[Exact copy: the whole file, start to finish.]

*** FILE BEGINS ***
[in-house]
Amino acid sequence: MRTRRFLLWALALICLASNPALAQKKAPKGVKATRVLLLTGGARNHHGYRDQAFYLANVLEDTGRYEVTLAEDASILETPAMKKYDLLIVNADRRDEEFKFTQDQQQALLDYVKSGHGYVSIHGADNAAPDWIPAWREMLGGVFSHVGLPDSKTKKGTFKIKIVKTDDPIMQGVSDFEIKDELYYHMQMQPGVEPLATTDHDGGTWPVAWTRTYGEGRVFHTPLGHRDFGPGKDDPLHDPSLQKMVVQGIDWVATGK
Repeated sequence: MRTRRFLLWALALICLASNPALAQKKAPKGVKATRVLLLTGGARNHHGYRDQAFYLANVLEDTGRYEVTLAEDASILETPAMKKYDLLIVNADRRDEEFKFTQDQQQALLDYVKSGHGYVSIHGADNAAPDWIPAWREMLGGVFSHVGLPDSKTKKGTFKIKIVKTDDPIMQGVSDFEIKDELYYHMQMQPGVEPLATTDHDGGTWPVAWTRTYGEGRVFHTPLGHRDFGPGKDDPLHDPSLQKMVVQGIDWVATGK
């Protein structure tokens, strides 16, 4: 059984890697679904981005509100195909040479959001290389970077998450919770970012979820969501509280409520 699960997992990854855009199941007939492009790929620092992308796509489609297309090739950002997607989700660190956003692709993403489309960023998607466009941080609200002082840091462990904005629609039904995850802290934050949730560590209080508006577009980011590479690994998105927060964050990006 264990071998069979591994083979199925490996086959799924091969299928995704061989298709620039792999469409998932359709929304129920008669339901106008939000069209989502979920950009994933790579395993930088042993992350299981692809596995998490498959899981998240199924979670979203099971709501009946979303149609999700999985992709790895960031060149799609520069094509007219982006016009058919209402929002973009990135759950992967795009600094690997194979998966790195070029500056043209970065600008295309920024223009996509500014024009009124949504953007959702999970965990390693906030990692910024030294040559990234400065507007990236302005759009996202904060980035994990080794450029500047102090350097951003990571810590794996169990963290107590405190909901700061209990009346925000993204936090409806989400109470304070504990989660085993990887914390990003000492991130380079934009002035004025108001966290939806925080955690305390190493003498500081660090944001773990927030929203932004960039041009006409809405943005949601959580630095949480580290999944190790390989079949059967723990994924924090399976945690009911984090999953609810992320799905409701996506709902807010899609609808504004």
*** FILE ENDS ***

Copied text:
[in-house]
Amino acid sequence: MRTRRFLLWALALICLASNPALAQKKAPKGVKATRVLLLTGGARNHHGYRDQAFYLANVLEDTGRYEVTLAEDASILETPAMKKYDLLIVNADRRDEEFKFTQDQQQALLDYVKSGHGYVSIHGADNAAPDWIPAWREMLGGVFSHVGLPDSKTKKGTFKIKIVKTDDPIMQGVSDFEIKDELYYHMQMQPGVEPLATTDHDGGTWPVAWTRTYGEGRVFHTPLGHRDFGPGKDDPLHDPSLQKMVVQGIDWVATGK
Repeated sequence: MRTRRFLLWALALICLASNPALAQKKAPKGVKATRVLLLTGGARNHHGYRDQAFYLANVLEDTGRYEVTLAEDASILETPAMKKYDLLIVNADRRDEEFKFTQDQQQALLDYVKSGHGYVSIHGADNAAPDWIPAWREMLGGVFSHVGLPDSKTKKGTFKIKIVKTDDPIMQGVSDFEIKDELYYHMQMQPGVEPLATTDHDGGTWPVAWTRTYGEGRVFHTPLGHRDFGPGKDDPLHDPSLQKMVVQGIDWVATGK
């Protein structure tokens, strides 16, 4: 059984890697679904981005509100195909040479959001290389970077998450919770970012979820969501509280409520 699960997992990854855009199941007939492009790929620092992308796509489609297309090739950002997607989700660190956003692709993403489309960023998607466009941080609200002082840091462990904005629609039904995850802290934050949730560590209080508006577009980011590479690994998105927060964050990006 264990071998069979591994083979199925490996086959799924091969299928995704061989298709620039792999469409998932359709929304129920008669339901106008939000069209989502979920950009994933790579395993930088042993992350299981692809596995998490498959899981998240199924979670979203099971709501009946979303149609999700999985992709790895960031060149799609520069094509007219982006016009058919209402929002973009990135759950992967795009600094690997194979998966790195070029500056043209970065600008295309920024223009996509500014024009009124949504953007959702999970965990390693906030990692910024030294040559990234400065507007990236302005759009996202904060980035994990080794450029500047102090350097951003990571810590794996169990963290107590405190909901700061209990009346925000993204936090409806989400109470304070504990989660085993990887914390990003000492991130380079934009002035004025108001966290939806925080955690305390190493003498500081660090944001773990927030929203932004960039041009006409809405943005949601959580630095949480580290999944190790390989079949059967723990994924924090399976945690009911984090999953609810992320799905409701996506709902807010899609609808504004």